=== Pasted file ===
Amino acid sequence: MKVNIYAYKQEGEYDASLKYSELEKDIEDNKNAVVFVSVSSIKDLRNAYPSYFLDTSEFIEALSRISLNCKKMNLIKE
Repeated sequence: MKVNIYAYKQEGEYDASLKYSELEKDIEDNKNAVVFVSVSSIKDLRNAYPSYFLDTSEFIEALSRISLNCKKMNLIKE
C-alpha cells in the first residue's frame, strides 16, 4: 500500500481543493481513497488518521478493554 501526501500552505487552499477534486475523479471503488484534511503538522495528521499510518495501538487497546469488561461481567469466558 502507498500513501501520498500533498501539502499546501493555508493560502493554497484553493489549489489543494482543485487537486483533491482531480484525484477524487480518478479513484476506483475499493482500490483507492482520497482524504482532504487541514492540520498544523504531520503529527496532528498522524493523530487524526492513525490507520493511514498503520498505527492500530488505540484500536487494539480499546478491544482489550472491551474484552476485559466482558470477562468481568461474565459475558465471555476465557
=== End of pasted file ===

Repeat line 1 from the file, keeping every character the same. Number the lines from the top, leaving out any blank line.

Amino acid sequence: MKVNIYAYKQEGEYDASLKYSELEKDIEDNKNAVVFVSVSSIKDLRNAYPSYFLDTSEFIEALSRISLNCKKMNLIKE